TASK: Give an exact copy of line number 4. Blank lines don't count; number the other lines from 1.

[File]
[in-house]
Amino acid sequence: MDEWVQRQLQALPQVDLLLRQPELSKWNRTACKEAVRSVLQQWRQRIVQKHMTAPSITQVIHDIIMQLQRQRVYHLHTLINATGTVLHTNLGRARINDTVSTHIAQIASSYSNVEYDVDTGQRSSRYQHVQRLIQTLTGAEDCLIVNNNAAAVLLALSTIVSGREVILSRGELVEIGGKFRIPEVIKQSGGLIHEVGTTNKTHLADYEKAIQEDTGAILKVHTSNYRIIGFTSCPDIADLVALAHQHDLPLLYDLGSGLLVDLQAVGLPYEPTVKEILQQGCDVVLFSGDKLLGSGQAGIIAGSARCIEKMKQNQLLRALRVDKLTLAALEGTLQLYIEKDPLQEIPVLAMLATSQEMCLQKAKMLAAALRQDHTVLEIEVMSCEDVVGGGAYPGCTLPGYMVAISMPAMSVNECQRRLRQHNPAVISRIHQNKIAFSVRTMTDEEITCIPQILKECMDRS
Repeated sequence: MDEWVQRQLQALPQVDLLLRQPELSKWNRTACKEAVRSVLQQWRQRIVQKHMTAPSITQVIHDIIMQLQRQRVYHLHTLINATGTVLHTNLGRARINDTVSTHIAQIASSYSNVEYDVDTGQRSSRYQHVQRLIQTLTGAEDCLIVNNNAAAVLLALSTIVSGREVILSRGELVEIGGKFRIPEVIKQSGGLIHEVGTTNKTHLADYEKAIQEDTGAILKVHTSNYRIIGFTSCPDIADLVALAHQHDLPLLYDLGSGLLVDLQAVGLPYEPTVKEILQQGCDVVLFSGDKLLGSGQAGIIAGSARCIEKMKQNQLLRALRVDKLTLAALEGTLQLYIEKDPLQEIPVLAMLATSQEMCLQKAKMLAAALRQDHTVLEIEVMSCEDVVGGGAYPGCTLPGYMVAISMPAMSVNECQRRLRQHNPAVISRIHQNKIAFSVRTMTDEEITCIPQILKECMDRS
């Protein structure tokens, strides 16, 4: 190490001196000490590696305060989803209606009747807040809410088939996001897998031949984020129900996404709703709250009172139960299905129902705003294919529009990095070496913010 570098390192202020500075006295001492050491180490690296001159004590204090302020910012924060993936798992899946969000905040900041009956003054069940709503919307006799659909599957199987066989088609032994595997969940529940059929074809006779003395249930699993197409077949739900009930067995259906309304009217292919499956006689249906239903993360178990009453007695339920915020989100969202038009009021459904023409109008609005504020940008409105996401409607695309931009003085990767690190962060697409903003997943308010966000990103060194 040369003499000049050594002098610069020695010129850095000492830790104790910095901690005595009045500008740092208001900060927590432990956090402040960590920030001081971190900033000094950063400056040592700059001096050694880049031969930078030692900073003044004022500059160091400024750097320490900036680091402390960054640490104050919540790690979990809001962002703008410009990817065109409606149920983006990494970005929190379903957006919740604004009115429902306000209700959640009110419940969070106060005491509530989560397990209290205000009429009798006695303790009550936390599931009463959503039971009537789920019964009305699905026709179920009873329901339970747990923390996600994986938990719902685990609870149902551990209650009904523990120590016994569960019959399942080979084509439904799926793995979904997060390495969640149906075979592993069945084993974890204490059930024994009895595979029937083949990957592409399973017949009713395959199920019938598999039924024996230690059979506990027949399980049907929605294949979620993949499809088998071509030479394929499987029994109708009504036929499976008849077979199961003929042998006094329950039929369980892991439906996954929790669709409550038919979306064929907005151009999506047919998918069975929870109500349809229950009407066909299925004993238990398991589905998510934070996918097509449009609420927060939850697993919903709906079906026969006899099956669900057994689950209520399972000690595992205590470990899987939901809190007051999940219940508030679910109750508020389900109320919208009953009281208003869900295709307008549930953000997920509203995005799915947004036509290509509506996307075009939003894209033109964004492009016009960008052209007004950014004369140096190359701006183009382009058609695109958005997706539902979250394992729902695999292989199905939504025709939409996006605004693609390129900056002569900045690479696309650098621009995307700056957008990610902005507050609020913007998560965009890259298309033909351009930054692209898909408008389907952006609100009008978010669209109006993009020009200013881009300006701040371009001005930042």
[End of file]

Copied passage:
């Protein structure tokens, strides 16, 4: 190490001196000490590696305060989803209606009747807040809410088939996001897998031949984020129900996404709703709250009172139960299905129902705003294919529009990095070496913010 570098390192202020500075006295001492050491180490690296001159004590204090302020910012924060993936798992899946969000905040900041009956003054069940709503919307006799659909599957199987066989088609032994595997969940529940059929074809006779003395249930699993197409077949739900009930067995259906309304009217292919499956006689249906239903993360178990009453007695339920915020989100969202038009009021459904023409109008609005504020940008409105996401409607695309931009003085990767690190962060697409903003997943308010966000990103060194 040369003499000049050594002098610069020695010129850095000492830790104790910095901690005595009045500008740092208001900060927590432990956090402040960590920030001081971190900033000094950063400056040592700059001096050694880049031969930078030692900073003044004022500059160091400024750097320490900036680091402390960054640490104050919540790690979990809001962002703008410009990817065109409606149920983006990494970005929190379903957006919740604004009115429902306000209700959640009110419940969070106060005491509530989560397990209290205000009429009798006695303790009550936390599931009463959503039971009537789920019964009305699905026709179920009873329901339970747990923390996600994986938990719902685990609870149902551990209650009904523990120590016994569960019959399942080979084509439904799926793995979904997060390495969640149906075979592993069945084993974890204490059930024994009895595979029937083949990957592409399973017949009713395959199920019938598999039924024996230690059979506990027949399980049907929605294949979620993949499809088998071509030479394929499987029994109708009504036929499976008849077979199961003929042998006094329950039929369980892991439906996954929790669709409550038919979306064929907005151009999506047919998918069975929870109500349809229950009407066909299925004993238990398991589905998510934070996918097509449009609420927060939850697993919903709906079906026969006899099956669900057994689950209520399972000690595992205590470990899987939901809190007051999940219940508030679910109750508020389900109320919208009953009281208003869900295709307008549930953000997920509203995005799915947004036509290509509506996307075009939003894209033109964004492009016009960008052209007004950014004369140096190359701006183009382009058609695109958005997706539902979250394992729902695999292989199905939504025709939409996006605004693609390129900056002569900045690479696309650098621009995307700056957008990610902005507050609020913007998560965009890259298309033909351009930054692209898909408008389907952006609100009008978010669209109006993009020009200013881009300006701040371009001005930042």